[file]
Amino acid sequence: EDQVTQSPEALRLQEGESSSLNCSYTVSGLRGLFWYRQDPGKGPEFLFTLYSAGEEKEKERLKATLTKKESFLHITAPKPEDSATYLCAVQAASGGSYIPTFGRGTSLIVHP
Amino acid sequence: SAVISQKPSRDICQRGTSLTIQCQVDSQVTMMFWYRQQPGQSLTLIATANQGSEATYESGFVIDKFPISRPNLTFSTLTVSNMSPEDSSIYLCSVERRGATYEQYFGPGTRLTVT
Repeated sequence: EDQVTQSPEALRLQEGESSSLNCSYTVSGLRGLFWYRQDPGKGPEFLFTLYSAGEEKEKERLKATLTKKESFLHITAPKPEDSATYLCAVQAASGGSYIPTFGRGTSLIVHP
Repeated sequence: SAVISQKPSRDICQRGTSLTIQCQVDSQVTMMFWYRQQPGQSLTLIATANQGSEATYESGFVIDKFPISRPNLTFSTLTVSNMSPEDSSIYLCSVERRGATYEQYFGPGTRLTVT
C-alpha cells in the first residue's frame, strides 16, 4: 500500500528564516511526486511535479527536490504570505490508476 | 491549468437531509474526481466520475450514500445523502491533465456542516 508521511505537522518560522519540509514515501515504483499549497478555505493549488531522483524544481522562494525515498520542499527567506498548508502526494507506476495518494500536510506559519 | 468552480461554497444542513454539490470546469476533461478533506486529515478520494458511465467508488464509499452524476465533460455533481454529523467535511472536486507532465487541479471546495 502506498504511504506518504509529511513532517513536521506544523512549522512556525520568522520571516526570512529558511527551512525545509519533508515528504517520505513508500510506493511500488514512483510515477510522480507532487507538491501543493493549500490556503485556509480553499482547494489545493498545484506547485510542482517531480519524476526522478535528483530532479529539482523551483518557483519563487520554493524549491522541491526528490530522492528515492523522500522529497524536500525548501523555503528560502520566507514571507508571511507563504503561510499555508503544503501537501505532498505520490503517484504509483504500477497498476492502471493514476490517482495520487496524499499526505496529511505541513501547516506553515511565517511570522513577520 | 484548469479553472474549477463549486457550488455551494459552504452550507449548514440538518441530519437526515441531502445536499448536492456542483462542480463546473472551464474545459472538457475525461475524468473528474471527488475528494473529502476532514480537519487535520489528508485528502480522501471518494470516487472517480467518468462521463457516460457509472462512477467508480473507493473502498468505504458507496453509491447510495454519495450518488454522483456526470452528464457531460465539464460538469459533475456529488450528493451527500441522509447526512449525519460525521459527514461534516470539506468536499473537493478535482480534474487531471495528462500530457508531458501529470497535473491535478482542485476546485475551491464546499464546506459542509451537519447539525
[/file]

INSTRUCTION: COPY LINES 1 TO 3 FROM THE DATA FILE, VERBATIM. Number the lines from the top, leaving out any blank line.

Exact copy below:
Amino acid sequence: EDQVTQSPEALRLQEGESSSLNCSYTVSGLRGLFWYRQDPGKGPEFLFTLYSAGEEKEKERLKATLTKKESFLHITAPKPEDSATYLCAVQAASGGSYIPTFGRGTSLIVHP
Amino acid sequence: SAVISQKPSRDICQRGTSLTIQCQVDSQVTMMFWYRQQPGQSLTLIATANQGSEATYESGFVIDKFPISRPNLTFSTLTVSNMSPEDSSIYLCSVERRGATYEQYFGPGTRLTVT
Repeated sequence: EDQVTQSPEALRLQEGESSSLNCSYTVSGLRGLFWYRQDPGKGPEFLFTLYSAGEEKEKERLKATLTKKESFLHITAPKPEDSATYLCAVQAASGGSYIPTFGRGTSLIVHP